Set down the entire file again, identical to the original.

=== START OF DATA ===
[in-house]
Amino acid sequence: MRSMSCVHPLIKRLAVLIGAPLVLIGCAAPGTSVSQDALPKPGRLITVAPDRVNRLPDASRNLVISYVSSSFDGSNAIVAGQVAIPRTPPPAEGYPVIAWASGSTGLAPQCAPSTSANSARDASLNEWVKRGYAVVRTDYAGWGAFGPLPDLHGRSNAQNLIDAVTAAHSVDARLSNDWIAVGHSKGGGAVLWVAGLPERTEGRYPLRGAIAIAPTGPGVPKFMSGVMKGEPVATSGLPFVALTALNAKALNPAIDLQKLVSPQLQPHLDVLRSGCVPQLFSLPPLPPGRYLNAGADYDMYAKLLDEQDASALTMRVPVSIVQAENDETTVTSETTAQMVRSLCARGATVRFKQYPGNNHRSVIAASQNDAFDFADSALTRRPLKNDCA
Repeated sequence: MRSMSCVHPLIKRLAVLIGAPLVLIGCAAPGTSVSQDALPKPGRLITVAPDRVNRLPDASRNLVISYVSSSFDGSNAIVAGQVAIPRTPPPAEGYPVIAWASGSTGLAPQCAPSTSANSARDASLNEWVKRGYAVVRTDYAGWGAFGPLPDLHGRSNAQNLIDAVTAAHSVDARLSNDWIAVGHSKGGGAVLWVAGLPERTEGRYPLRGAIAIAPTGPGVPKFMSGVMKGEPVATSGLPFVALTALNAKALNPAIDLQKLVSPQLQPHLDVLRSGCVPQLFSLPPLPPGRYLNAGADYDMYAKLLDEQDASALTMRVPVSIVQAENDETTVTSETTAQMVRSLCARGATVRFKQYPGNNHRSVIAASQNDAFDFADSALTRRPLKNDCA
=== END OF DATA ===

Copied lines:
[in-house]
Amino acid sequence: MRSMSCVHPLIKRLAVLIGAPLVLIGCAAPGTSVSQDALPKPGRLITVAPDRVNRLPDASRNLVISYVSSSFDGSNAIVAGQVAIPRTPPPAEGYPVIAWASGSTGLAPQCAPSTSANSARDASLNEWVKRGYAVVRTDYAGWGAFGPLPDLHGRSNAQNLIDAVTAAHSVDARLSNDWIAVGHSKGGGAVLWVAGLPERTEGRYPLRGAIAIAPTGPGVPKFMSGVMKGEPVATSGLPFVALTALNAKALNPAIDLQKLVSPQLQPHLDVLRSGCVPQLFSLPPLPPGRYLNAGADYDMYAKLLDEQDASALTMRVPVSIVQAENDETTVTSETTAQMVRSLCARGATVRFKQYPGNNHRSVIAASQNDAFDFADSALTRRPLKNDCA
Repeated sequence: MRSMSCVHPLIKRLAVLIGAPLVLIGCAAPGTSVSQDALPKPGRLITVAPDRVNRLPDASRNLVISYVSSSFDGSNAIVAGQVAIPRTPPPAEGYPVIAWASGSTGLAPQCAPSTSANSARDASLNEWVKRGYAVVRTDYAGWGAFGPLPDLHGRSNAQNLIDAVTAAHSVDARLSNDWIAVGHSKGGGAVLWVAGLPERTEGRYPLRGAIAIAPTGPGVPKFMSGVMKGEPVATSGLPFVALTALNAKALNPAIDLQKLVSPQLQPHLDVLRSGCVPQLFSLPPLPPGRYLNAGADYDMYAKLLDEQDASALTMRVPVSIVQAENDETTVTSETTAQMVRSLCARGATVRFKQYPGNNHRSVIAASQNDAFDFADSALTRRPLKNDCA